In this transcript from an Ohio Supreme Court Case, a Cuyahoga County office worker refuses to answer a simple question: "has the Recorder's office had photocopying machines?" The worker mainains (for ten pages!) that he doesn't know what a photocopying machine is, and can't say whether his office has one:
Marburger: How about this: Have you ever heard the term "photocopier" or "photocopy" used in the Recorder's office by anybody?
Patterson: Photocopy? I'm sure in the time I've been there someone has used the term.
Marburger: And have you ever heard them use it in referencing a particular device or machine within the Recorder's office? By way of example, "can you photocopy that for me?" That's an example of office parlance.
Patterson: That particular terminology I've not witnessed.
Marburger: What was the context that you've heard the term "photocopy" used in the Recorder's office?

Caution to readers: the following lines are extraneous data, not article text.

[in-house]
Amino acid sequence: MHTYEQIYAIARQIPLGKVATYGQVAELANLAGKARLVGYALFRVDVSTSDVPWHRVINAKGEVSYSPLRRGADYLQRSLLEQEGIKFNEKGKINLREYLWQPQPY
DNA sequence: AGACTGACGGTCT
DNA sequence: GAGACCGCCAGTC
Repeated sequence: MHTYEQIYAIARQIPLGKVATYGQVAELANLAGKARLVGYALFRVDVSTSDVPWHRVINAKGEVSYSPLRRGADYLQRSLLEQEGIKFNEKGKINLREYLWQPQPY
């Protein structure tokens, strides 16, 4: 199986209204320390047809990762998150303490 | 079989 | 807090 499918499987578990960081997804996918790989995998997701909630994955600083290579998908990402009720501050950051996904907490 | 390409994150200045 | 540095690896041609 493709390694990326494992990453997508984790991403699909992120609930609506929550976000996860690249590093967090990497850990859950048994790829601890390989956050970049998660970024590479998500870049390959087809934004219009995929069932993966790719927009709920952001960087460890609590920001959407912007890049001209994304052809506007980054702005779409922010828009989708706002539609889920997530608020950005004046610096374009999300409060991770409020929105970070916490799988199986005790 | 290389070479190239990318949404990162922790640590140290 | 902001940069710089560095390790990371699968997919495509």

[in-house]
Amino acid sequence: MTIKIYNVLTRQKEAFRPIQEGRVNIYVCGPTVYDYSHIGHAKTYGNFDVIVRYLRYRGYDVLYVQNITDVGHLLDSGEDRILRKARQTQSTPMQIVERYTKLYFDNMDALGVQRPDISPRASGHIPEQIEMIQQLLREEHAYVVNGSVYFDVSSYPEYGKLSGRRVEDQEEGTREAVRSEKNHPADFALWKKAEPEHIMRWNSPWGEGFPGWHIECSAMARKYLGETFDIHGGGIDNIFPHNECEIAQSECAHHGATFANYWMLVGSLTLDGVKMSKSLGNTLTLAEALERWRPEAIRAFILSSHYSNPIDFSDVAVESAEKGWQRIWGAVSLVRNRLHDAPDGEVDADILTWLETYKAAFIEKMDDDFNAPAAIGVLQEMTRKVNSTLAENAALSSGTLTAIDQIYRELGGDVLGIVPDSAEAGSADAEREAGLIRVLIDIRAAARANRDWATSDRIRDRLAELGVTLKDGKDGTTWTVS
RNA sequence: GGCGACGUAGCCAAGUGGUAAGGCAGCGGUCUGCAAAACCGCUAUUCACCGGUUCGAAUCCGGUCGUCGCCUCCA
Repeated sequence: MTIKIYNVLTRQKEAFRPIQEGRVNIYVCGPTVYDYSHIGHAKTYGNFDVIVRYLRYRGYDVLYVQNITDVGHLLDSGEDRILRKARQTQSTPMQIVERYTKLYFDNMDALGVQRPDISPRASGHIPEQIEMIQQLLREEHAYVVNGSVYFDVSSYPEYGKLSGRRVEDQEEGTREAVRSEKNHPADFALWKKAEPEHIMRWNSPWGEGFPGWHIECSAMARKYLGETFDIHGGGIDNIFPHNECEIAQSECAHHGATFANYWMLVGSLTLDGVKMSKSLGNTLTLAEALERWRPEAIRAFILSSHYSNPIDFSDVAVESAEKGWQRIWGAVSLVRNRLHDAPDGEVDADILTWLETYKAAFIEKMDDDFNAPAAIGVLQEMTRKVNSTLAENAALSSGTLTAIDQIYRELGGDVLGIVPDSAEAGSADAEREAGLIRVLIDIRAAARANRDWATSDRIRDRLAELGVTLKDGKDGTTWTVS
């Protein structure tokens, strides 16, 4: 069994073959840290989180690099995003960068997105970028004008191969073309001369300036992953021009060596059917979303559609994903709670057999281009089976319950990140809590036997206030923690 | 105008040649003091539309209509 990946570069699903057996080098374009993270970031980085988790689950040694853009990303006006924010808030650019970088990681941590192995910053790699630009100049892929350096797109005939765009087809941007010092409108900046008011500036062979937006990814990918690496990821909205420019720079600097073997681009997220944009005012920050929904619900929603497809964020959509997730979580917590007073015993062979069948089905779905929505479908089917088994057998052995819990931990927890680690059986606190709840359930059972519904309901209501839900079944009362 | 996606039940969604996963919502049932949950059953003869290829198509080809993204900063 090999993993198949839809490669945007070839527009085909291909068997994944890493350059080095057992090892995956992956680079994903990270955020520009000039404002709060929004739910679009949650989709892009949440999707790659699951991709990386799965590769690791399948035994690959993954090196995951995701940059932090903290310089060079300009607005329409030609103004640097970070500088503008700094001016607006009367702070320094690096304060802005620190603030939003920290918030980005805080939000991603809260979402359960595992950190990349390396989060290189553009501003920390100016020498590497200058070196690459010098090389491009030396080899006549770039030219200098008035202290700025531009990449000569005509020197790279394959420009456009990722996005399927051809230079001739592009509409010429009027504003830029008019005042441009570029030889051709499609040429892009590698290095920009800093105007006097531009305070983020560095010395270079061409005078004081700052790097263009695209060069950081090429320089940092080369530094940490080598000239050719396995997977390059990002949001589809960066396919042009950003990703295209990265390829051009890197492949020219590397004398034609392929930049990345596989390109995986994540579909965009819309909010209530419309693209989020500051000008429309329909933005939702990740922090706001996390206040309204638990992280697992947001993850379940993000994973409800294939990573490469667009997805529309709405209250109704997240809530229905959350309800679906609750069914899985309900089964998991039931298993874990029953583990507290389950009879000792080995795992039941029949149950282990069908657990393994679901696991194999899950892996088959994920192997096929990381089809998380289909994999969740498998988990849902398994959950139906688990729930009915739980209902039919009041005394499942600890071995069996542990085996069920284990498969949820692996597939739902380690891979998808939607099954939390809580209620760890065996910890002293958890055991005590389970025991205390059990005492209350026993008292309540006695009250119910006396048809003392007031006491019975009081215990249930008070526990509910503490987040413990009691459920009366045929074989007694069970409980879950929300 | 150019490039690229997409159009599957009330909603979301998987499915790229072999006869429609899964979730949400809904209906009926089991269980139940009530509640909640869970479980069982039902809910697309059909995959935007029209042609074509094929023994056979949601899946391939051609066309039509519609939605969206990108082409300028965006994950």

Patterson: I'm sure it's been used. I didn't say I remembered a specific instance.
Marburger: All right. But you have a general understanding that people have used the term "photocopy" within the Recorder's office in terms of something that could be done there; is that true?
Patterson: I'm sure it's been used. I don't remember a specific instance or how it was used. I'm sure it's been used.
Marburger: And is it fair to say that it's been used in terms of being able to copy one piece of paper onto another piece of paper using a machine? No? Not sure of that?